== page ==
I’m a little bitter that Ramirez bites the big one. It was clearly telegraphed, sure, he was a red shirt, and season two has shown that the death of soldiers is common, but this one hit poorly. He deserved better and we got this little bit of a connection to him just so his death would feel sadder. However, I’ll contend that the show has done enough heavy lifting as to establishing the price of life and death and they spend the energy to not brush off even a death as “small” as this one.Continued below
Death in media is often taken for granted and used for shock value or as a motivator for a main character. Here, while it does serve a plot purpose, Ramirez is treated with respect and his death means something. He was given agency and a focus and his loss is a tragedy that Sherridan and others recognize. “Why me?” he asks. Why did I survive and not him? And the answer is luck. . .and plot armor.
Speaking of Sherridan, he was kidnapped, prodded, probed and forced to fight other prisoners this week. It reminded me of an Outer Limits episode crossed with a very janky OG Star Trek episode. Like, there’s the social commentary, the closed set, the weird, weird sci-fi stuff and then there’s the aliens who are literally the greys with giant black eyes. I burst out laughing when I saw that because, well, normally the costuming and makeup is very good but this was decidedly not.
I dunno what they were thinking. Maybe it was all that was on set and they needed something since it would be way too expensive to design something that was going to be on screen for, like, less than a minute. Or maybe they thought it’d be funny and if so, I’m glad they did.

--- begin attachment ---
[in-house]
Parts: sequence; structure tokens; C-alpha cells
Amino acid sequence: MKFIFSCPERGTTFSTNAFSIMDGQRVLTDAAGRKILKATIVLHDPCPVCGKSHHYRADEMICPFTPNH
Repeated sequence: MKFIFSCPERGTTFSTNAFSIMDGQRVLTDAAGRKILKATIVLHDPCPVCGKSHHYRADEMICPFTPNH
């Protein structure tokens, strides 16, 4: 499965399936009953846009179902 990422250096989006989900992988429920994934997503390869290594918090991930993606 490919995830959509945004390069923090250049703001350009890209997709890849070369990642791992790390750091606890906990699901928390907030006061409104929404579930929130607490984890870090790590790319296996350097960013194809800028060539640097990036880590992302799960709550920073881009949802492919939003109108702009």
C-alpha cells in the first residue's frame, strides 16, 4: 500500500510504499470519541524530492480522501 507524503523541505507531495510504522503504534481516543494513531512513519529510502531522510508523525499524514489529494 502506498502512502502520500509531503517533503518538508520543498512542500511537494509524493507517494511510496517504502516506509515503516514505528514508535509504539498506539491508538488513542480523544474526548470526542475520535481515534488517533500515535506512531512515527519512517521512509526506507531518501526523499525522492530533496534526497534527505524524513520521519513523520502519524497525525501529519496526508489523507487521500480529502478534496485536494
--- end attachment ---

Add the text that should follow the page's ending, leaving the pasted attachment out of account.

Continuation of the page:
5. The Conspiring Crew
It’s been pretty clear since the season began that there’s something seriously shifty about Earth Gov now. The crew of B5 have known it but now they’re beginning to do something. I think the thing about this development I find the most satisfying, narratively, is how it ties in why Sherridan was appointed to B5 in the wake of Sinclair being sent away. President Clark clearly didn’t want someone like Sinclair again on the station, why else send him away, and as I’ve mentioned a bunch of times before, Sherridan is a very different kind of captain.
However, he’s also similar to Sinclair in the ways that matter and in way that, apparently, no one noticed before his appointment. Because of this, the decision to move forward quietly makes sense, since it’d be easy for the crew to be replaced if wind of an investigation got around. If there’s one thing a corrupt regime hates, it’s an investigation into their dealings and the conclusion that they willfully or otherwise, commited crimes to secure their own petty desire for personal power.
Anyone notice a theme to my bitterness this week? (Apologies, but only for the volume.)
That about does it for now. Join me again in a week for the start of the back half of the season, the war gets more personal, if that’s even possible, and Ivanova is given another unenviable job on the station that wraps humans and aliens in two million, five hundred thousand tons of spinning metal . . . all alone in the night.
This is Elias. Signing out.
Best Line of the Night:
Sherridan: What about Ramirez?
Dr. Franklin: He made it back, but we lost him. Radiation poisoning.
Sherridan: . . .It doesn’t make sense, does it?. . . I mean. . .why am I still alive and he. . .he was just a kid. . .It’s not fair.
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Dr. Franklin: No, it’s not. . . Death never is.